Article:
The game was not a memorable one for the home team. Jim Abbott (the one-handed pitcher) gave up six runs and didn't escape the sixth inning. I remember Margaret Wallace griping that we saw nine runs scored in the game without one of them being the result of a home run. I have vivid memories of the crowd boo-ing Jose Canseco every time he came to bat, without knowing the reason myself. Ignorance, of course, did not stop me from joining the fun and boo-ing a professional athlete for the first time in my young life (It helped that Paul Wallace did it, too). When in the Bronx...

That was by far the least informed and the least passionate state in which I ever occupied a seat at Yankee Stadium. Since taking in that first game as an impartial boy who recognized players' names only because of his collection of baseball cards, I have attended more games than I can count. Each visit has brought with it an increased sense of awe and a greater appreciation for the history that The Stadium possesses.

In his blog, Joel has amply captured a sense of what it has meant for a Pearce boy to have spent a childhood as a Yankee fan living an hour from Yankee Stadium. Many of his great memories at The Stadium are my great memories. I, too, remember the thrill that was Daryl Strawberry's 3-Home Run Game and the letdown that was Roger Clemens losing to the A's in Game 4 of the 2000 ALDS (the only playoff game I ever attended). The greatest individual performance I witnessed at The Stadium was this summer when Kyle Kennedy, Becca, and Kyle's brother, Tyler, watched Johnny Damon go 6-for-6 and deliver the game-winning hit in the bottom of the 9th!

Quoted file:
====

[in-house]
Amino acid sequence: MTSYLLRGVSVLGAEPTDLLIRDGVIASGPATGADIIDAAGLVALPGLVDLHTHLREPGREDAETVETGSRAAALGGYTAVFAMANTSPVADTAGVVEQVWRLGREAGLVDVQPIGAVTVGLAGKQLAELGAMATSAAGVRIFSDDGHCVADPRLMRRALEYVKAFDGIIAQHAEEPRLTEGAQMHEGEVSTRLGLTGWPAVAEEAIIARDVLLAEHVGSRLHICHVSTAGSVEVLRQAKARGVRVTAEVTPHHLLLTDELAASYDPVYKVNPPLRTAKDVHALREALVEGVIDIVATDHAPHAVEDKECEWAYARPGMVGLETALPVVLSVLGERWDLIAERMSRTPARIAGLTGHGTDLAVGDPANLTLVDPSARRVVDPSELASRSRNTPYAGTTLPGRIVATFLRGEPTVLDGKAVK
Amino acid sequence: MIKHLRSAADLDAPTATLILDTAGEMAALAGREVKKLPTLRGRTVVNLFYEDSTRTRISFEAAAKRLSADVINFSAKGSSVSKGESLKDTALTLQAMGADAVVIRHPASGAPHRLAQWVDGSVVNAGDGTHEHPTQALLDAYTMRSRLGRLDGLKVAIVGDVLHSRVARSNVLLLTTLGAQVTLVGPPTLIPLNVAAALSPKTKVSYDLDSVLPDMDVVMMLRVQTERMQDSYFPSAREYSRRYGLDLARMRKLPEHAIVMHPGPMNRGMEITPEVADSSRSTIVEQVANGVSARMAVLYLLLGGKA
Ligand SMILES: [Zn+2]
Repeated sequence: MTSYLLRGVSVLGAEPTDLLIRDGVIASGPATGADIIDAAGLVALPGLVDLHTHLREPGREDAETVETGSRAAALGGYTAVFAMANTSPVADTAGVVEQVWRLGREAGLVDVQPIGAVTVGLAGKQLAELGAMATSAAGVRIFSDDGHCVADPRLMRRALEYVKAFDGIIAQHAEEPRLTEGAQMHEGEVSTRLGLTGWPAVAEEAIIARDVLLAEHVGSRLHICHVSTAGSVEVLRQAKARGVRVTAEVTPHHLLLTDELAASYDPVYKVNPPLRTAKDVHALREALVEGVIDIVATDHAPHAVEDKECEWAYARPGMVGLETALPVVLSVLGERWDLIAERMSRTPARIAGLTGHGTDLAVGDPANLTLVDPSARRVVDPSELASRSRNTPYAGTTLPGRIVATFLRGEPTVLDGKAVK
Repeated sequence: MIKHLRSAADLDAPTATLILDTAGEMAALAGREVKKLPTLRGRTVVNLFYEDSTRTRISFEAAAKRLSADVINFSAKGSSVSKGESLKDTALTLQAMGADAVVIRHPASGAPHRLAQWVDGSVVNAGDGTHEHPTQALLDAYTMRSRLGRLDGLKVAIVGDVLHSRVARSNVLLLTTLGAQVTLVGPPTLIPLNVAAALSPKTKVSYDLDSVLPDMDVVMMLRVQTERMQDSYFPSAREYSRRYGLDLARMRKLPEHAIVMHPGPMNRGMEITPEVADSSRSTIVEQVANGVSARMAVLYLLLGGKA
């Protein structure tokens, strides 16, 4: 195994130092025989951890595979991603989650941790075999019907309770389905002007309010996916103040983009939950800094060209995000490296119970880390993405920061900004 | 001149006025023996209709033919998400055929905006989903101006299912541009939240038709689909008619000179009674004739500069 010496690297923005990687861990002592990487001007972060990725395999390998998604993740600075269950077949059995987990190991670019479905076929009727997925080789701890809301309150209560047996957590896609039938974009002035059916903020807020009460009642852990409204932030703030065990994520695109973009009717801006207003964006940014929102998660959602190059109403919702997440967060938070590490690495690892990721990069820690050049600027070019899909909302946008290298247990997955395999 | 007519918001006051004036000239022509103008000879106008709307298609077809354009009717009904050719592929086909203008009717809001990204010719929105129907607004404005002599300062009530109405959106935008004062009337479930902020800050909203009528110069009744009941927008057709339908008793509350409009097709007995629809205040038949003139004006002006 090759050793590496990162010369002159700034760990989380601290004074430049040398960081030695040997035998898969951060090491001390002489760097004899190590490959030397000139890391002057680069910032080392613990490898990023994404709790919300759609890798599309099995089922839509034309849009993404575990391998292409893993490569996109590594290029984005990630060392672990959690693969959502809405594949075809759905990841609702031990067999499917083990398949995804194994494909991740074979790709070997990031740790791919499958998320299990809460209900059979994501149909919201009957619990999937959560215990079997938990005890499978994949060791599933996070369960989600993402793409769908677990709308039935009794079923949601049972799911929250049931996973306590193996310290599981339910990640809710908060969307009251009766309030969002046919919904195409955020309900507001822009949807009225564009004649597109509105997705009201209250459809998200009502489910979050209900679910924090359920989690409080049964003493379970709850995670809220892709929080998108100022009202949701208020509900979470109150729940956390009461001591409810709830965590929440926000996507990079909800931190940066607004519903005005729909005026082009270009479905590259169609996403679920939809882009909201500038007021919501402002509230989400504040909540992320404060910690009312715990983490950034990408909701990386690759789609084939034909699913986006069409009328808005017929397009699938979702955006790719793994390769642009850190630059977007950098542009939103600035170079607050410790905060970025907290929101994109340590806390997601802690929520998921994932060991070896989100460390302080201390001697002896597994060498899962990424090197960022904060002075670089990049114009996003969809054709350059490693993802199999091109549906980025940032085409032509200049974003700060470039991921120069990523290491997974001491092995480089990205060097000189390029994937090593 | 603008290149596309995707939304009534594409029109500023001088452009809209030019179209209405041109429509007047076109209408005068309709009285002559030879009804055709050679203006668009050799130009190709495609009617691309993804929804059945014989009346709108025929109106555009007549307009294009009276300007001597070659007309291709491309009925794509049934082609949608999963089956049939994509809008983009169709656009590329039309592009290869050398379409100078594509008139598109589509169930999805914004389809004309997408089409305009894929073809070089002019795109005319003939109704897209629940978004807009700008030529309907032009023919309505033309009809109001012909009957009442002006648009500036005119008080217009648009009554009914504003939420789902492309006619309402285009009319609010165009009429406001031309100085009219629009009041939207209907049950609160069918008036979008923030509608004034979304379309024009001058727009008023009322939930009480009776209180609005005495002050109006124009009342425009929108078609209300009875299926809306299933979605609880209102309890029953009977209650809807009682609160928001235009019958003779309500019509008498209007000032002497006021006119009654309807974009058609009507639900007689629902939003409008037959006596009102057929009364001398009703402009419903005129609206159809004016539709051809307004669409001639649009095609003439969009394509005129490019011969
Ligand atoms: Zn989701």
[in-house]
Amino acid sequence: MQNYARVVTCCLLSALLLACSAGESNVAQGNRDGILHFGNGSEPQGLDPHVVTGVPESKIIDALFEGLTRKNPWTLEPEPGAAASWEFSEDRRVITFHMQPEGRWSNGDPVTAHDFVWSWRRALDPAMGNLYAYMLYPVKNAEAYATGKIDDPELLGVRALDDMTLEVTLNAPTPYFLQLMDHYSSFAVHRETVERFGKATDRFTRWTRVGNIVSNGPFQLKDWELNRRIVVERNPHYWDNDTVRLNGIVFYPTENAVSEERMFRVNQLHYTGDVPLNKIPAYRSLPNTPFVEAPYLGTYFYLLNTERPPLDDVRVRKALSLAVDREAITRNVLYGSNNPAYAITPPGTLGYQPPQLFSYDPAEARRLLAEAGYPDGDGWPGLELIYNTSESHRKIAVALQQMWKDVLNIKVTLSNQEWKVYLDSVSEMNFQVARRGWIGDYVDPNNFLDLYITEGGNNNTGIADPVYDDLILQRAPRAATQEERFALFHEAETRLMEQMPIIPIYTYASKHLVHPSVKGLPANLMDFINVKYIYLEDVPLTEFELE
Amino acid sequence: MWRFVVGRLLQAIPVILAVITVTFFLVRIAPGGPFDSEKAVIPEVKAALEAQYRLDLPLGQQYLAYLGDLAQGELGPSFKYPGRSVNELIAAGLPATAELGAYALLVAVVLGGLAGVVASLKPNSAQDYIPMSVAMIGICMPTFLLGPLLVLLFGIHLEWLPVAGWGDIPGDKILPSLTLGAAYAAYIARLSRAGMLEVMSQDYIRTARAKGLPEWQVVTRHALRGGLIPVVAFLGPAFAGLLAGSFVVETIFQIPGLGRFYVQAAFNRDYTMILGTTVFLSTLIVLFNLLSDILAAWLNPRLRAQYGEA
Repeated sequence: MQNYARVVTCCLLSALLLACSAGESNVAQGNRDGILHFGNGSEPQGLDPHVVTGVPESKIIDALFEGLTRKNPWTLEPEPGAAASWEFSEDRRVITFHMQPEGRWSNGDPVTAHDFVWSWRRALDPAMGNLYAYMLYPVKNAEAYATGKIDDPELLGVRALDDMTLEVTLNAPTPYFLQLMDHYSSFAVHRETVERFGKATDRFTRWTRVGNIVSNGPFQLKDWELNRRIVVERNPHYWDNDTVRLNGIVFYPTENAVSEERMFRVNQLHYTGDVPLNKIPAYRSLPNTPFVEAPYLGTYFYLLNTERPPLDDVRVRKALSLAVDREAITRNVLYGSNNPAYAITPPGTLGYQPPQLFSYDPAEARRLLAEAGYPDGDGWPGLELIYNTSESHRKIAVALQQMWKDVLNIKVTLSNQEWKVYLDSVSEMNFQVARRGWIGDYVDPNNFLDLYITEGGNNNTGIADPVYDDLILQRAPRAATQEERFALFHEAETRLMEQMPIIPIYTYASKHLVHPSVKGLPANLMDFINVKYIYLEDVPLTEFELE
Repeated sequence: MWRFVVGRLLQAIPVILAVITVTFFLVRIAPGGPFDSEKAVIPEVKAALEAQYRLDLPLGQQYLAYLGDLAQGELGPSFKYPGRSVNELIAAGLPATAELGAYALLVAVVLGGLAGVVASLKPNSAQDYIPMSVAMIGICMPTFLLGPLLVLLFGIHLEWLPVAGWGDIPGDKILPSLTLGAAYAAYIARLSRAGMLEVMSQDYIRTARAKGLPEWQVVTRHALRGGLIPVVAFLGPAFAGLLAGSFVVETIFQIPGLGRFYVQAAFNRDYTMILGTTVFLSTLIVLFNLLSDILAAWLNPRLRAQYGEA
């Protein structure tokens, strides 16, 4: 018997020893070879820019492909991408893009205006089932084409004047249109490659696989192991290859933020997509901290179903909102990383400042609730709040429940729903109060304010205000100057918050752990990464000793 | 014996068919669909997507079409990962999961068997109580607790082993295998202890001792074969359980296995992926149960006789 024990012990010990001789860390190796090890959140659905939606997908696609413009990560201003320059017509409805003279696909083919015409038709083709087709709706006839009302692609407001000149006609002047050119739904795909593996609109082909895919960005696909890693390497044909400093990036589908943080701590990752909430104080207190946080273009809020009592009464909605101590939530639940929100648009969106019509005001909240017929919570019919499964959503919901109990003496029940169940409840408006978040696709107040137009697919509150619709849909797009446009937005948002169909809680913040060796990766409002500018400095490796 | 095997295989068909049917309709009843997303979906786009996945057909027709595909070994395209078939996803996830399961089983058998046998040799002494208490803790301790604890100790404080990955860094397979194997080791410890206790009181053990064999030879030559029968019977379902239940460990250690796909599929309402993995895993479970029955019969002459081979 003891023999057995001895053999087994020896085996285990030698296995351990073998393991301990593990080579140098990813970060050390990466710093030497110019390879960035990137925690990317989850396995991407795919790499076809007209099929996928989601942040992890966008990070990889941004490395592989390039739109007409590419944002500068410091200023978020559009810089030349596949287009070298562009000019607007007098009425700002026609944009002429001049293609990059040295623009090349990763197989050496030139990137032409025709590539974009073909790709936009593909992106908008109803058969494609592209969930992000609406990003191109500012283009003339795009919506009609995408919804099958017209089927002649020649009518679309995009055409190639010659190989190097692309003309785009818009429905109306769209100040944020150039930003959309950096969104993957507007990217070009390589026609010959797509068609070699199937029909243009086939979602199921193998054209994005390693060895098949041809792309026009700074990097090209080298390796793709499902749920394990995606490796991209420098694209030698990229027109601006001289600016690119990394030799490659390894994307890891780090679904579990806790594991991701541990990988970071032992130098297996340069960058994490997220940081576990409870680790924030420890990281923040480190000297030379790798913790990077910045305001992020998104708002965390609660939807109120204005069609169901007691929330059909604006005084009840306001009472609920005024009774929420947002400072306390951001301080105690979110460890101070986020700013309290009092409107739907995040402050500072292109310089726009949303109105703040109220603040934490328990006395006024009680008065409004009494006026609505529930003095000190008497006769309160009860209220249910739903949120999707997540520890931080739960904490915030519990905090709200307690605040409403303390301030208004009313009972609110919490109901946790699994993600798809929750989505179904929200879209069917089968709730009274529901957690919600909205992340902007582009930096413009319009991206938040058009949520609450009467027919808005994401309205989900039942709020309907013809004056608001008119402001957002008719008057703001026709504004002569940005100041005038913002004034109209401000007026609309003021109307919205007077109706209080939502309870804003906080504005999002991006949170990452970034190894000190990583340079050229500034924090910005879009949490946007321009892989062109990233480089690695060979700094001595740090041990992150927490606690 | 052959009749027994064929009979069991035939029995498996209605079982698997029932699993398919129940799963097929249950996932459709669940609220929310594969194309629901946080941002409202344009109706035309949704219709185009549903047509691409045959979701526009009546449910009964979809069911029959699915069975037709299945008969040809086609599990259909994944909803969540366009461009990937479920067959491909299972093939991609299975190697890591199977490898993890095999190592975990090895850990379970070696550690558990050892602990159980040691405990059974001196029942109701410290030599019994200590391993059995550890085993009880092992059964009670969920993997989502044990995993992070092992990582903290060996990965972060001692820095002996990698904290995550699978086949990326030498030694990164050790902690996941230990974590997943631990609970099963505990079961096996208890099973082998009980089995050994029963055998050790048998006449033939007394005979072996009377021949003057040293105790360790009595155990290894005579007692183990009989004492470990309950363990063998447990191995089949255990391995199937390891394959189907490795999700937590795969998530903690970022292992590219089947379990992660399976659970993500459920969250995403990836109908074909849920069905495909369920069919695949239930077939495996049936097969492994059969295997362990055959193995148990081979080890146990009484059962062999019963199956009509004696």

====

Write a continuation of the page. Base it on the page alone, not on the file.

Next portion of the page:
Perhaps my favourite Yankee Stadium moment came this summer when Ben Eskow obtained four tickets to the May 23, 2008 game against the Seattle Mariners. He had told me of the ticket opportunity weeks in advance (a rarity when procuring tickets from Ben) and I had cleared my schedule. Greg Gentry and Mr. Eskow, Sr. were also invited but had to back out just hours before the game. Ben and I were left with two extra tickets and no takers from the usual crew.

After a few phone calls, Ben and I were presented with the opportunity to bring the elder Mr. and Mrs. Cruz to the game. Mr. and Mrs. Cruz are elderly and Mr. Cruz is confined to only brief trips away from the home. To bring them to the game was going to require more than a moderate amount of coordination--but hardly a more dedicated pair of Yankee fans could one ever expect to meet! I can speak to the fact that Mr. and Mrs. Cruz have watched nearly every inning of every Yankee game for the past few years.

Passing time during the drive to the Stadium, I asked Mr. Cruz how many times he had been to Yankee Stadium. When he answered that he had not been "for many years," I was thinking that perhaps he meant four or five years. After all, they have lived in New Jersey for at least that long, and, as I mentioned, he is not a casual fan. To my wonder and excitement, Mr. Cruz told us that the first and only other time that he had been in Yankee Stadium none other than Mickey Mantle played in the game! As you can imagine, this was all the priming that the pump required, as I was instantly starry-eyed and drinking up every detail of the memories of that game that gushed from Mr. Cruz.